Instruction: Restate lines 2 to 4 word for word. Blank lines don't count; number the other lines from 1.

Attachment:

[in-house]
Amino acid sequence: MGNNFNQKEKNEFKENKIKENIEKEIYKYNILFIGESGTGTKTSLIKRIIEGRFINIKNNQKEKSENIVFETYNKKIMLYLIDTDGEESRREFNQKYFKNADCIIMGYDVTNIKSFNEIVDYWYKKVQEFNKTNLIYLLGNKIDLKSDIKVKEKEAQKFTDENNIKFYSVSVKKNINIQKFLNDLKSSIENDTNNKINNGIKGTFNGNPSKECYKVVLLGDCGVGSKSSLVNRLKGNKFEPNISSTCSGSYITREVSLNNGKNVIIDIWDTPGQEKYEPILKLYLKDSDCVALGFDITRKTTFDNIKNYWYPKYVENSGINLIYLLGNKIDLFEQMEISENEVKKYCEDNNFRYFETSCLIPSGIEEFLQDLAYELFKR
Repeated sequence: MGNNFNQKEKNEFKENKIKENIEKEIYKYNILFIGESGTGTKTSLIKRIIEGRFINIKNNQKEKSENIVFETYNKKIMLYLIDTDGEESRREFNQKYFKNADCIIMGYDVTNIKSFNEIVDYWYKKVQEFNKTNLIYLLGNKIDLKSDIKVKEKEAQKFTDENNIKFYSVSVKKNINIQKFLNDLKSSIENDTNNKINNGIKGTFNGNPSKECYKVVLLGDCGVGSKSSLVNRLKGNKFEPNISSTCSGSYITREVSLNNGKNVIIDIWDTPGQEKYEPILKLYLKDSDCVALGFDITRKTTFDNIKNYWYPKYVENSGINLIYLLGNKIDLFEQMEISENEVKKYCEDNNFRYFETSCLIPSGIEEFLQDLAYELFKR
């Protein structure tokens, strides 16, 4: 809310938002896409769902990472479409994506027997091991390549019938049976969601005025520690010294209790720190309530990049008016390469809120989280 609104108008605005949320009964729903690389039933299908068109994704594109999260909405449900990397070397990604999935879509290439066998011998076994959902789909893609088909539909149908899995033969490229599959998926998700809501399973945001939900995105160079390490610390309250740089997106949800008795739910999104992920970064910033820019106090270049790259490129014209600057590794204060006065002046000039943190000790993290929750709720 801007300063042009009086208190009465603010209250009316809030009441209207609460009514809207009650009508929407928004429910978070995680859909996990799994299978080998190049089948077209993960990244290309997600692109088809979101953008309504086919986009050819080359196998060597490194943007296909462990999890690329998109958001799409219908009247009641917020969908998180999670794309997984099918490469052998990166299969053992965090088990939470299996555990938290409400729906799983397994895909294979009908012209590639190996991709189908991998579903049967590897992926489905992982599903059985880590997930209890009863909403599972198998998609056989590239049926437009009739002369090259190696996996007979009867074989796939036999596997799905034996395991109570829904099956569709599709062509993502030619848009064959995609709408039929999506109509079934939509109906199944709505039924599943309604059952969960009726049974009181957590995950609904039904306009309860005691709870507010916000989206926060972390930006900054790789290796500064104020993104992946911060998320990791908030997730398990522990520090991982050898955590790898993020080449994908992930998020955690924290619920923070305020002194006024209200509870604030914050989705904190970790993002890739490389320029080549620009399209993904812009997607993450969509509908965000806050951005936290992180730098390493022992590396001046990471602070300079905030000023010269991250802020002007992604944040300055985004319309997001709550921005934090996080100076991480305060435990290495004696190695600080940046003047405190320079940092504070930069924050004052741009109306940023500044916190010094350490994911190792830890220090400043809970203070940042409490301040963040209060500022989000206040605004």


Amino acid sequence: MGNNFNQKEKNEFKENKIKENIEKEIYKYNILFIGESGTGTKTSLIKRIIEGRFINIKNNQKEKSENIVFETYNKKIMLYLIDTDGEESRREFNQKYFKNADCIIMGYDVTNIKSFNEIVDYWYKKVQEFNKTNLIYLLGNKIDLKSDIKVKEKEAQKFTDENNIKFYSVSVKKNINIQKFLNDLKSSIENDTNNKINNGIKGTFNGNPSKECYKVVLLGDCGVGSKSSLVNRLKGNKFEPNISSTCSGSYITREVSLNNGKNVIIDIWDTPGQEKYEPILKLYLKDSDCVALGFDITRKTTFDNIKNYWYPKYVENSGINLIYLLGNKIDLFEQMEISENEVKKYCEDNNFRYFETSCLIPSGIEEFLQDLAYELFKR
Repeated sequence: MGNNFNQKEKNEFKENKIKENIEKEIYKYNILFIGESGTGTKTSLIKRIIEGRFINIKNNQKEKSENIVFETYNKKIMLYLIDTDGEESRREFNQKYFKNADCIIMGYDVTNIKSFNEIVDYWYKKVQEFNKTNLIYLLGNKIDLKSDIKVKEKEAQKFTDENNIKFYSVSVKKNINIQKFLNDLKSSIENDTNNKINNGIKGTFNGNPSKECYKVVLLGDCGVGSKSSLVNRLKGNKFEPNISSTCSGSYITREVSLNNGKNVIIDIWDTPGQEKYEPILKLYLKDSDCVALGFDITRKTTFDNIKNYWYPKYVENSGINLIYLLGNKIDLFEQMEISENEVKKYCEDNNFRYFETSCLIPSGIEEFLQDLAYELFKR
């Protein structure tokens, strides 16, 4: 809310938002896409769902990472479409994506027997091991390549019938049976969601005025520690010294209790720190309530990049008016390469809120989280 609104108008605005949320009964729903690389039933299908068109994704594109999260909405449900990397070397990604999935879509290439066998011998076994959902789909893609088909539909149908899995033969490229599959998926998700809501399973945001939900995105160079390490610390309250740089997106949800008795739910999104992920970064910033820019106090270049790259490129014209600057590794204060006065002046000039943190000790993290929750709720 801007300063042009009086208190009465603010209250009316809030009441209207609460009514809207009650009508929407928004429910978070995680859909996990799994299978080998190049089948077209993960990244290309997600692109088809979101953008309504086919986009050819080359196998060597490194943007296909462990999890690329998109958001799409219908009247009641917020969908998180999670794309997984099918490469052998990166299969053992965090088990939470299996555990938290409400729906799983397994895909294979009908012209590639190996991709189908991998579903049967590897992926489905992982599903059985880590997930209890009863909403599972198998998609056989590239049926437009009739002369090259190696996996007979009867074989796939036999596997799905034996395991109570829904099956569709599709062509993502030619848009064959995609709408039929999506109509079934939509109906199944709505039924599943309604059952969960009726049974009181957590995950609904039904306009309860005691709870507010916000989206926060972390930006900054790789290796500064104020993104992946911060998320990791908030997730398990522990520090991982050898955590790898993020080449994908992930998020955690924290619920923070305020002194006024209200509870604030914050989705904190970790993002890739490389320029080549620009399209993904812009997607993450969509509908965000806050951005936290992180730098390493022992590396001046990471602070300079905030000023010269991250802020002007992604944040300055985004319309997001709550921005934090996080100076991480305060435990290495004696190695600080940046003047405190320079940092504070930069924050004052741009109306940023500044916190010094350490994911190792830890220090400043809970203070940042409490301040963040209060500022989000206040605004």